A husband and wife who treated destitute men "worse than slaves" by forcing them into servitude have been jailed for 11 years and four years respectively.
James John, 34, and Josie Connors, 31, who are both members of a traveller family, "brutally manipulated and exploited" the men for financial gain at a caravan site near Leighton Buzzard in Bedfordshire.
Sentencing them at Luton Crown Court, Judge Michael Kay QC said: "In 1834, slavery was abolished in the British Empire. It did not mean that overnight slavery, servitude and the incidence of forced labour came to an end."
He continued: "So it is that nearly 200 years after slavery was officially abolished, defendants have stood trial over a period of three months and been convicted of holding their fellow human beings in servitude and exacting from them forced labour."
The couple lured the destitute men to their caravan site with the promise of money for work in their paving business. They then subjected them to abuse while forcing them to live in squalid conditions with hardly any food and no means of washing. "The promise of pay was a monstrous and callous deceit," the judge said.
He added: "The way in which these defendants, for their own financial benefit, brutally manipulated and exploited men who are already plumbing the depths of despair is pure evil. Their behaviour is profoundly at odds with the moral code of the religion they profess.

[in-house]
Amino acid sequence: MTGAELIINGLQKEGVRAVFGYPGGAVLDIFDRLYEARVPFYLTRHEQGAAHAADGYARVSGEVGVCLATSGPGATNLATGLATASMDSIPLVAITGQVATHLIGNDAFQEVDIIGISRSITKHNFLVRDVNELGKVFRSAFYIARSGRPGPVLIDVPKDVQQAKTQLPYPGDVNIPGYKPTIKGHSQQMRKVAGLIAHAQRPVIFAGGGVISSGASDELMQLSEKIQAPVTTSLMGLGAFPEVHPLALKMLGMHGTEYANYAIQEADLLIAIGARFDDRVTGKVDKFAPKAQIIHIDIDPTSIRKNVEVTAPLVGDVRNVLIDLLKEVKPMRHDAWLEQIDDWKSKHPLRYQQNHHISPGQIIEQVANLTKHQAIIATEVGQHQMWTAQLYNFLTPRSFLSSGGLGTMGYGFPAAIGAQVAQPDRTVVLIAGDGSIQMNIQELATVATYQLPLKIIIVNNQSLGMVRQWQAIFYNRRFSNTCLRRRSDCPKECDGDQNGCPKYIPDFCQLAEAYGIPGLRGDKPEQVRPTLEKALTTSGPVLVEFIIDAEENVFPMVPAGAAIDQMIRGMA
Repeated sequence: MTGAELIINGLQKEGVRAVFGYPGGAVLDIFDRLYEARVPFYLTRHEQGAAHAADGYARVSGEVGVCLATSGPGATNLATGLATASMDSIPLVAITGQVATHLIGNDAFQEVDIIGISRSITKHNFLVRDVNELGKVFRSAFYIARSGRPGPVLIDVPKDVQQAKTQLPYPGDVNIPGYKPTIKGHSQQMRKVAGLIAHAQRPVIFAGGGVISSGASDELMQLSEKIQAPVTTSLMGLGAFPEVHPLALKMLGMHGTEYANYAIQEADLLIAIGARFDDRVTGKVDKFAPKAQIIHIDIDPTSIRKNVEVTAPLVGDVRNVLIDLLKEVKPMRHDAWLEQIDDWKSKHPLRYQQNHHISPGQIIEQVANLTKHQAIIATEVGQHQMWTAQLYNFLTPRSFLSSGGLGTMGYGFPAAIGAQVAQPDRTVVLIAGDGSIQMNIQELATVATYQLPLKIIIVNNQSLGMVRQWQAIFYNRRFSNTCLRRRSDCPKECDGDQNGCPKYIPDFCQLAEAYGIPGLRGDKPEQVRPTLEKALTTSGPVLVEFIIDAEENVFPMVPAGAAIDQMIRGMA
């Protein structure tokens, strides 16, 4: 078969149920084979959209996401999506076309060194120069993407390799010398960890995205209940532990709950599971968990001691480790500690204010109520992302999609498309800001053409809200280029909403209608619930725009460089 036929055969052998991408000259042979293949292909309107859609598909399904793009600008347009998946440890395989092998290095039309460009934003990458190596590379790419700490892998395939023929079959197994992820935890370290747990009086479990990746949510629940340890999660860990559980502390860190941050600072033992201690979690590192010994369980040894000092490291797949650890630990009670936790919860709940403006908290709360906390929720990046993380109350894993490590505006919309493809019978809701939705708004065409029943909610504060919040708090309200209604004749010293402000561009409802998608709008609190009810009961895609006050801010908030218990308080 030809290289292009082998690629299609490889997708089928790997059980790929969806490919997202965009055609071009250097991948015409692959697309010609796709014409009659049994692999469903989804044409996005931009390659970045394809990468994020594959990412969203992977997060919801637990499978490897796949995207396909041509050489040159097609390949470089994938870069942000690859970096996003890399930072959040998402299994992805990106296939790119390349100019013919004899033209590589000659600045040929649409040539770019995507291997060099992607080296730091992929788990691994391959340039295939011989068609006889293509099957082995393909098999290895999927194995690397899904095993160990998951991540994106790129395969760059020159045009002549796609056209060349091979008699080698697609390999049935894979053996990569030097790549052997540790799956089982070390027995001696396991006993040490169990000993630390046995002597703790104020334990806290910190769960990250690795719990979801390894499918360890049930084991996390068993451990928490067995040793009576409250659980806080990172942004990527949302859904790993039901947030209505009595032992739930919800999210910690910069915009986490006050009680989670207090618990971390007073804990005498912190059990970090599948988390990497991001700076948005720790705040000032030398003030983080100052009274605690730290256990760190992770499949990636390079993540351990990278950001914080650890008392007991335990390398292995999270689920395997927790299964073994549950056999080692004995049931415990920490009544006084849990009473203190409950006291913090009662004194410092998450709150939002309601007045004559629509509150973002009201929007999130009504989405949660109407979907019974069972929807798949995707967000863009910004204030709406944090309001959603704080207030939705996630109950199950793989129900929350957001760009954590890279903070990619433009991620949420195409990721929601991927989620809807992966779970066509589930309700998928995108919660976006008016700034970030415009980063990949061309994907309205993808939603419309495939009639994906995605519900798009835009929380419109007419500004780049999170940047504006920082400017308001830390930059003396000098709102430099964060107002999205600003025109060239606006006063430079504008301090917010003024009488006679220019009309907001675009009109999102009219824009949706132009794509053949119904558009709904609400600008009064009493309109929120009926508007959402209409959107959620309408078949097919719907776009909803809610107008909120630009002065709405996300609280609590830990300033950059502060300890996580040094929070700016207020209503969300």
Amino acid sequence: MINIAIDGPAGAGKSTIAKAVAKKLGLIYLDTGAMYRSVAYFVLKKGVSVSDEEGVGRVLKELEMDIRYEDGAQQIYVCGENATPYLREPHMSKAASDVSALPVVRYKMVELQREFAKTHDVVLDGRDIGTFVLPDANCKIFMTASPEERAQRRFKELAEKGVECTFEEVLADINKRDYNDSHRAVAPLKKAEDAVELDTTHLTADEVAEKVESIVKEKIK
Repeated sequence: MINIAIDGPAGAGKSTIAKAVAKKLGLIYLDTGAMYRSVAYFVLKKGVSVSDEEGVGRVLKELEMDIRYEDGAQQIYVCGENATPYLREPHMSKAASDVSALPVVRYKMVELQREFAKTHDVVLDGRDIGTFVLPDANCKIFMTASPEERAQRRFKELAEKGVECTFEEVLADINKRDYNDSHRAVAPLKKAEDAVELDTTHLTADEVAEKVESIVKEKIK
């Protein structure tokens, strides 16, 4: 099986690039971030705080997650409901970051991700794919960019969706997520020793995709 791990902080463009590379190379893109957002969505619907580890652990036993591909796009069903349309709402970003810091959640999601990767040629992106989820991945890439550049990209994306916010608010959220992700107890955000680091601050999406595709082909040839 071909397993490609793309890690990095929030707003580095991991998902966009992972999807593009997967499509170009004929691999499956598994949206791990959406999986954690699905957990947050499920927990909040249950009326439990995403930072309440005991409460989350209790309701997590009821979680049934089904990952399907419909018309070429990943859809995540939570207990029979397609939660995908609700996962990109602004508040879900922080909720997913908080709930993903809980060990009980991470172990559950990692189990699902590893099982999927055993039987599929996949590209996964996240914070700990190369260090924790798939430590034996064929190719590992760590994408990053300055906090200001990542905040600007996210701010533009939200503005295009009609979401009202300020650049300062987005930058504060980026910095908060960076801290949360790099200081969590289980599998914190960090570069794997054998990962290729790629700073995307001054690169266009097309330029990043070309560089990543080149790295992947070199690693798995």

"Their complete disdain for the dignity and fundamental rights of fellow human beings is shocking. They were not Good Samaritans seeking to assist their fellow man in his hour of need but violent, cold hearted exploiters of his frailties and ill fortune."
The couple, who are also cousins, had both denied two counts of holding a person in servitude and two counts of requiring a person to perform forced or compulsory labour. James John, also known as Big Jim, was also convicted of assault occasioning actual bodily harm. The prosecution offered no evidence on a battery charge after the jury failed to reach a verdict on it.
Josie's brother Johnny, 28, walked free from court after the jury cleared him of conspiracy to hold a person in servitude and the prosecution offered no evidence on a further count of conspiracy to require a person to perform forced or compulsory labour. The judge ordered a retrial next year for four other defendants on whom the jury could not reach verdicts.
Proceeds of crime hearings against James John and Josie will be heard at a later date. One victim, who worked for the couple for 15 months, is seeking £30,000 in compensation, while another, who was with them for three months, wants £11,000, the court was told.